What Does an Anesthesiologist Do?
An anesthesiologist is responsible for consulting physicians or surgeons about treatments and anesthesia that are appropriate for a patients prior, after or during a surgical procedure.
Here are some frequently asked questions about anesthesiology that might
give you a better idea of just how important this medical profession is
in the safety and comfort of patients having surgery and anesthesia.
1. Q. Describe the typical day of an anesthesiologist.
A. My typical day consists of arriving at the hospital between 6:15
and 6:30 a.m. The first thing I do is check to see where I have been assigned
for the day. I may be in an operating room (O.R.) giving an anesthetic, or in
our pre-op area interviewing patients and preparing them for surgery, or in
obstetrics helping moms have their babies safely and comfortably, or in charge
of the O.R. that day. Some of our patients will need special procedures to
prepare them for surgery, and I help with that too. If I am on call, I work 24
hours and then have the next day off. Otherwise, my day will end anywhere from
12 noon to 7 p.m.
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2. Q. Why do you enjoy your job?
A. I love my job because I find medicine exciting and challenging. I
have to use technical skills to perform procedures on patients, I have to use
intellectual skills to problem solve, and I have to use personal skills to help
patients get through the anxiety of surgery, anesthesia and sometimes the pain
3. Q. If you could change one thing about your job, what would it be?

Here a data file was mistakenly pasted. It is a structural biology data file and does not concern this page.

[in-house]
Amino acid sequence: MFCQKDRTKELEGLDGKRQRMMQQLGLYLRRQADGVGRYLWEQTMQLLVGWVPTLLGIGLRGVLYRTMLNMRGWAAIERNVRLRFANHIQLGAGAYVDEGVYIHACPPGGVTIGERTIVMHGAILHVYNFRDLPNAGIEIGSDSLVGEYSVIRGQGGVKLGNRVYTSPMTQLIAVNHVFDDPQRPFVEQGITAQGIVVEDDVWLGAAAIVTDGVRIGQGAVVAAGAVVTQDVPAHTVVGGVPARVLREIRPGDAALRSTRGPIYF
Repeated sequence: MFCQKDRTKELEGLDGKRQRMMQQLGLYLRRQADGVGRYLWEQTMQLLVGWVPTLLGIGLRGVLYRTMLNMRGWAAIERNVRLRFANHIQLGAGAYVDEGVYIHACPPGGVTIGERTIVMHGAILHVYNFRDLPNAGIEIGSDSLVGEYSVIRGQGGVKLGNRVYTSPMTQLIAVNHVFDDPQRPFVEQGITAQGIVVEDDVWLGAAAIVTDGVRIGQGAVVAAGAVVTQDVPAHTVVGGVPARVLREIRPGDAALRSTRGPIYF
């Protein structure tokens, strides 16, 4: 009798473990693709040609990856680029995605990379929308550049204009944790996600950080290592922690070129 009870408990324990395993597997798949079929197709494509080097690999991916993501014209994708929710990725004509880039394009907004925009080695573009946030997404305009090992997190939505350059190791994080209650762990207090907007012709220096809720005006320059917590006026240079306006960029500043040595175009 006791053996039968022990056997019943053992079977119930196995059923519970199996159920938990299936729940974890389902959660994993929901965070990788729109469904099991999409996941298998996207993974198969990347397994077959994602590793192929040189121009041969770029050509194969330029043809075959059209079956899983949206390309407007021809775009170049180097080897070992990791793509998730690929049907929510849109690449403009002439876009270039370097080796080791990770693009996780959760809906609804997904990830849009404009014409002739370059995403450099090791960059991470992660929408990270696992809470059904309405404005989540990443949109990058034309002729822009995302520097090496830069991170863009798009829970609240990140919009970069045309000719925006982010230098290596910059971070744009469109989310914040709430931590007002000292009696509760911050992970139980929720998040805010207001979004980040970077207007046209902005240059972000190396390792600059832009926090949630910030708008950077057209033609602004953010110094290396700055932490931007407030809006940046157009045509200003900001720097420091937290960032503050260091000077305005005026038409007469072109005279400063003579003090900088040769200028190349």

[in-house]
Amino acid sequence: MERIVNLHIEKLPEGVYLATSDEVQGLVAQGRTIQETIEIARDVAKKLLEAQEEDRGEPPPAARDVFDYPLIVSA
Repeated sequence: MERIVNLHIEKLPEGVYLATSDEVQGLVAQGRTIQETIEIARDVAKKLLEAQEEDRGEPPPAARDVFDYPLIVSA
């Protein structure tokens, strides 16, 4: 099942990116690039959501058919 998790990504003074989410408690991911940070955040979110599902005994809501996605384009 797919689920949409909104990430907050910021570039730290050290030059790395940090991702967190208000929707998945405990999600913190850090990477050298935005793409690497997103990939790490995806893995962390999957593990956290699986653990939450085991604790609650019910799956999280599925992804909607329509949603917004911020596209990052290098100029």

A. I would like to change the unpredictability of the hours, but it is
completely tied to the O.R. schedule. Of course, that schedule reflects both
scheduled (elective) surgeries like gall bladder operations and tonsillectomies,
as well as emergency surgeries, including childbirth, heart attacks and car
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4. Q. Describe the work environment.
A. Our work environment is always changing. Some days are routine.
However, when you least expect it, things can quickly become very exciting. The
O.R. is stimulating, challenging and completely rewarding. I personally work in
a close-knit group where we are similar to a supportive family.
5. Q. What are some complications an anesthesiologist might face during
A. As noted above, we often see side effects to all of the drugs that
we use. These may be a lowering of blood pressure and a change in the pulse.
Most anesthetic drugs depress the breathing stimulus, and the anesthesiologist
must be prepared to support the patient's breathing. Rarely, the patient may
experience significant changes in temperature, allergic reactions to drugs,
damage to teeth due to the breathing tubes being placed in the trachea, bleeding
problems, bronchospasm in the lungs, aspiration of stomach contents, or injury
to nerves when nerve blocks are used. While this list may seem long, these
reactions are very uncommon, especially in the healthy patient, but the
anesthesiologist must be prepared not only to recognize any problem, but also he
or she must know how to manage the problem.
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